Vikings is the tale of the semi-historical Ragnarr Loðbrók and two of his wives, Lagertha and Aslaug, and their children, Bjorn Ironside, Ivar the Boneless, Hafdan Whitecoat, Sigurd Snake-in-the-eye and Ubba.
Ragnar is a wealthy farmer at the start of the show. He is a clever and brutal warrior, a combat pragmatist. But he is more, a visionary, a charismatic leader, intellectually curious, a technological innovator, shrewd judge of character, and a Machiavellian magnificent bastard of the first degree.
The show exists in a kind of magical realism where magic is believed in but whether it is ‘real’ is always up to the eye of the beholder.
The show is well grounded in the Norse culture and presents a lot of values dissidence through the vehicle of Æthelstan, a monk from Lindessfarne who Ragnarr makes captive during the first Viking raid on England.
The sets and costumes are reasonably accurate. In order to be more identifiable on the battlefield to the viewer, nobody wears helms in battle, which given the number of head wounds suffered is obviously quite stupid in-world. The depiction of viking and Anglo-Saxon and Frankish tactics is quite good.
They make hash of the topography. They have fjords in Kattegat, they have mountains by Uppsala, they have people crossing from Denmark to Sweden dryshod on land.
And being the we-used-to-be-a-history channel, they make hash of the history. For instance, Ragnarr did not succeed Horik I and king of Denmark, his son Horik II did.
The ships and houses and costumes are very nicely done and era-appropriate generally.
I’m curious to see if Rurik and Dyre will come in season 4 as the viking (varangian) founders of modern Russia were contemporaries of Ragnarr and his sons. Dyre’s companion Askold was the son of Hafdan Hvitsark Ragnarrson and thus grandson of Ragnarr and Aslaug and thus Ragnarr’s grandson.
Someone above scoffed at ‘conquering a new land with 30 guys’ well yes they didn’t have thousands of extras on set. But dark ages battles did not involve thousands of people either. The Great Heathen army of Ragnarr’s sons invaded and conquered most of England, the Isles, and northern Ireland with according to some scholars, less than a thousand men. Although Crusader Kings II gives them 15,000.
The show is very violent. It is about the events leading up to the Great Heathen Army which led the Christians of Europe to make special prayers for protection from them such as:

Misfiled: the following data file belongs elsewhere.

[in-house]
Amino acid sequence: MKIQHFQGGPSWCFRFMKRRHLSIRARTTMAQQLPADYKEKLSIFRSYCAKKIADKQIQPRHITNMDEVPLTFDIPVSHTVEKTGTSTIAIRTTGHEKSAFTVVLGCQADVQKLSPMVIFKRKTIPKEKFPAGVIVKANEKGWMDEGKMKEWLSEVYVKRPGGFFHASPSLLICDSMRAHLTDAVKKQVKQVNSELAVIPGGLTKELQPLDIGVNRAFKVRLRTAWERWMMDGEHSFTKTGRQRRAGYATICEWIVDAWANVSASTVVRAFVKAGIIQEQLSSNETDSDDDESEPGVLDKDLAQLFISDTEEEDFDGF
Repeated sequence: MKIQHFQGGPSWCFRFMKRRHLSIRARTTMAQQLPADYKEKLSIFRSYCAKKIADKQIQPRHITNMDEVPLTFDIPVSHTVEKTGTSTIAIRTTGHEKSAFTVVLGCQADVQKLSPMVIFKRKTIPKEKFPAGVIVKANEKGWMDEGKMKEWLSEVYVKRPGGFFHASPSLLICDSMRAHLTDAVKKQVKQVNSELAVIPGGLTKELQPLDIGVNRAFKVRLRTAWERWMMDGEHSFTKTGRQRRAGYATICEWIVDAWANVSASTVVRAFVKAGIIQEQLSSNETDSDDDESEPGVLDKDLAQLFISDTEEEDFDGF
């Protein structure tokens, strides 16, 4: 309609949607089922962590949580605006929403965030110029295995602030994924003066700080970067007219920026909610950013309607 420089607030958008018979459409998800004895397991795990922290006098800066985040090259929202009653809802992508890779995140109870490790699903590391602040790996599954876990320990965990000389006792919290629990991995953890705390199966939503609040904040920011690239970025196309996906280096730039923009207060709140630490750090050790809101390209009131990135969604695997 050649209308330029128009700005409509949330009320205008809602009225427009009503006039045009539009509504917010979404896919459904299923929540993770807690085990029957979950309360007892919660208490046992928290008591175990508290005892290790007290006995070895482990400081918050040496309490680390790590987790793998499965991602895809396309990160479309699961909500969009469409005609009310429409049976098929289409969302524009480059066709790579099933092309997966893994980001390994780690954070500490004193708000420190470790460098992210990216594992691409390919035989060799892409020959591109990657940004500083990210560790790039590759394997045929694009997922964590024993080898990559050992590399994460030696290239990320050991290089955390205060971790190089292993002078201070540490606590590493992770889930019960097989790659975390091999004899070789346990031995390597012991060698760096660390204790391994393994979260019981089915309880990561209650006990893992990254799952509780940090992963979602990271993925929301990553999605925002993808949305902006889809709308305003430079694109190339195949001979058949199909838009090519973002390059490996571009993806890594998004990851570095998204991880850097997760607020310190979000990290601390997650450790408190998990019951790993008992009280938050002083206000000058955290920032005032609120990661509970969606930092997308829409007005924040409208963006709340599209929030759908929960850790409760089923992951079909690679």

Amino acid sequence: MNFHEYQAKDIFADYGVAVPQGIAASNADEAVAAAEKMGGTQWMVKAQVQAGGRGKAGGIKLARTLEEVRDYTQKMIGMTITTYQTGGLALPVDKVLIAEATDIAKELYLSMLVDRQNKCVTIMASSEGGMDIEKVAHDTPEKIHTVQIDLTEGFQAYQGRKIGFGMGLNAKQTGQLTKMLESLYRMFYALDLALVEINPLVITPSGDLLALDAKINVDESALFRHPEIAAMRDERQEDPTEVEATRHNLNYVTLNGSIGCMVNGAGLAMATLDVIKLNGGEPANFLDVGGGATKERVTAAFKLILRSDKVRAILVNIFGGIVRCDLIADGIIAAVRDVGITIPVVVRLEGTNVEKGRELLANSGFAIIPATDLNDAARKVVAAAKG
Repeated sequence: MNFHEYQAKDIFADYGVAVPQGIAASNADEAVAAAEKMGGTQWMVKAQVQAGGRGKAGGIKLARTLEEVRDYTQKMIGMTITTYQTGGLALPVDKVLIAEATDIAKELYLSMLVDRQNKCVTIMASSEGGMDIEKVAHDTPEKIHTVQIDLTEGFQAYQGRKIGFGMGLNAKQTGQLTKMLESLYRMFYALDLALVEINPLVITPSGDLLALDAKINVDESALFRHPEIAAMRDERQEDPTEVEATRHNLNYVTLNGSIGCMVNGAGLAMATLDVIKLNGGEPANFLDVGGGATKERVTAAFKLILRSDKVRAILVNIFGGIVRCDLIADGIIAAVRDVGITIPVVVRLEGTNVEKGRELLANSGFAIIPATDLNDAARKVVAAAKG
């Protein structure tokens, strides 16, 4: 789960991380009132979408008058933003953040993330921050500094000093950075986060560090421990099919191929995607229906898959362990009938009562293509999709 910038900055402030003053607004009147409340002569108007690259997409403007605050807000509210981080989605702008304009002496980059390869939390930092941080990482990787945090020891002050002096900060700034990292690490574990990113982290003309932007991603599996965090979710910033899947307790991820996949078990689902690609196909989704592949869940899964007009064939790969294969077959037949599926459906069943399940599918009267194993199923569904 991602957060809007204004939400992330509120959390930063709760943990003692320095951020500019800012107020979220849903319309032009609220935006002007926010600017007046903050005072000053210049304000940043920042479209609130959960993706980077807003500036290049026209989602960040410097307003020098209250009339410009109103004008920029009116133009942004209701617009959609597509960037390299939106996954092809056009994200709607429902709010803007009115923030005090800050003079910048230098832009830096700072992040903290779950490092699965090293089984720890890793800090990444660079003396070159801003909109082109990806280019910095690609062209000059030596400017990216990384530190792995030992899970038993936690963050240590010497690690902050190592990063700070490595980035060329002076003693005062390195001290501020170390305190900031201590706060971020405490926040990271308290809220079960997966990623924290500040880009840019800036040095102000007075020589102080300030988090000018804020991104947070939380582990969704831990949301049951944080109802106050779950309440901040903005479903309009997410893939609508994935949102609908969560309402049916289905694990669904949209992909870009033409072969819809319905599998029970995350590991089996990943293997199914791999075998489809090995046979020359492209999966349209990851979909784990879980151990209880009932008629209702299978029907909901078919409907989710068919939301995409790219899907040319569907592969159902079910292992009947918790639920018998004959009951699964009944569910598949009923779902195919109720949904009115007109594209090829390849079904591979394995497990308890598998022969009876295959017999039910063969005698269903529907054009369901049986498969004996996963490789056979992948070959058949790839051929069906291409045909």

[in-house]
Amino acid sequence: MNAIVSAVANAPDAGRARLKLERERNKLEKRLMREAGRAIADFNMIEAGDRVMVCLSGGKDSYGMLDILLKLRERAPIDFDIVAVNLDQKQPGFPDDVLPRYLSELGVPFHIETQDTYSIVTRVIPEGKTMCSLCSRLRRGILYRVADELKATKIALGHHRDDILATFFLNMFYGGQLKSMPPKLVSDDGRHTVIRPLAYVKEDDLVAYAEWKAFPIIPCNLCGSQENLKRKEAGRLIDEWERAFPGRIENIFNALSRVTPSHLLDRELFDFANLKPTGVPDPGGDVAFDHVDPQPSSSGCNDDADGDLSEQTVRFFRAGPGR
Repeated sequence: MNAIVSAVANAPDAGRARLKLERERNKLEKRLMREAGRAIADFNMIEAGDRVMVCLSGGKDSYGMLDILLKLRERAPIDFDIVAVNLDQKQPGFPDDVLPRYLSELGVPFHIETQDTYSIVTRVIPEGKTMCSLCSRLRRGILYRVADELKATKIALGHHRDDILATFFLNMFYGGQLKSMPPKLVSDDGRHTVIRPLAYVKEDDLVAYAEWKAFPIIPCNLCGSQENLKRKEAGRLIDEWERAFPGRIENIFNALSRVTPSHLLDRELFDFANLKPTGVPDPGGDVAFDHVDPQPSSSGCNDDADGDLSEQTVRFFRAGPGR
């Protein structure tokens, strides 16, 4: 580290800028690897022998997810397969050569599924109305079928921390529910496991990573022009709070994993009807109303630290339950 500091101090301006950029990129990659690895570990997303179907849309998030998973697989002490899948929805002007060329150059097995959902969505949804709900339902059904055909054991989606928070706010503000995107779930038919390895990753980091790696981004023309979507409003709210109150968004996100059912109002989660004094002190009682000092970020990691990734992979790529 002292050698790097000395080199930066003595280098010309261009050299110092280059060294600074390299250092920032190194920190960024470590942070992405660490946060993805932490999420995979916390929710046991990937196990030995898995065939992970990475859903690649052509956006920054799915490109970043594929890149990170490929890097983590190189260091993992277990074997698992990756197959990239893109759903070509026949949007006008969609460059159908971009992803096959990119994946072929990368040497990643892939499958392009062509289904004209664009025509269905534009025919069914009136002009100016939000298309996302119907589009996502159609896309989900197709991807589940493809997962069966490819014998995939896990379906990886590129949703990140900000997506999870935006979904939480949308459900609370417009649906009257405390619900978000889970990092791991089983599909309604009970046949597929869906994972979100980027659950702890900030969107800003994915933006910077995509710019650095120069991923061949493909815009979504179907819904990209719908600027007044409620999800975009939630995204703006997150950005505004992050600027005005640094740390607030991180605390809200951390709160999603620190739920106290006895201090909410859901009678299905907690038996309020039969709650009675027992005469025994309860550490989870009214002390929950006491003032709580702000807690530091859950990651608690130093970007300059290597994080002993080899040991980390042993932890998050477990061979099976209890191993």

Pity [us] the highest favor by preserving and guarding our bodies, free us from the savage Norman tribe who devastates our realms.
They aged and young would have their throats slit, and maidens and lads too, and the multitudes also. Repel the evil from us, we altogether implore [thee]. Bring thee the ruling realm, we plead on our knees, to the king of glory, who pity us with true peace, soundness, hopes and strength. Give us peace and harmony. Bestow us unmitigated hope, genuine faith also; concede us continual charity and let completed be. Sanctify our prayers that we be availed in achieving this, that we be rejoiced in glorious measure. Praise be peace and glory, to the Trinity who [is] wholly most-magnificent for the people. Amen
–Charles the Bald
I give Vikings high marks for:
Values-neutral presentation of medieval Christianity vs Norse paganism. They are all anti-heroes at best except the Anglo-Saxon monk Aethelstan who is a viewer reference in that he is moral and isn’t murderous, Machiavellian, or batshit crazy. Well, he is Machiavellian, actually.
Acting, especially Travis Fimmel as the snarky, reserved, observant, calculating and ruthless Ragnarr and Katheryn Winnick as the stalwart shield-maiden Lagertha.
World-building set design and costumes are well thought out and authentic-ish. Such as the clinker-built ships they use.
Not so good for:
History, however Ragnarr isn’t acknowledged by all historians to be a historic character, although all his sons are. How could he not be real if his sons exist?
Ragnarr and Lagertha’s and Aslaug’s stories are caught up in the great cycle of Norse myths and legends such as Aslaug/Kraka/Ranhildr is the daughter of Sigurd the dragon-slayer and the shield-maiden Brynhildr. Her early story corresponds to “Clever Peasant Girl” folk tale, Aarne-Thompson no. 875, so either it nicely fit that pattern of changed with retellings to fit it.
Nevertheless the script has Ragnarr become King of Denmark, which for sure did not happen.
Geography as mentioned. Locations have been picked for their visual appeal and way of framing establishing shots, but have nothing to do with the actual geography of the places depicted in most cases.
There’s a lot more analysis at tvtropes but better not to read it yet because spoilers.
Overall, Vikings is a great show and well-worth watching.
Copyright © 2015 Henry Edward Hardy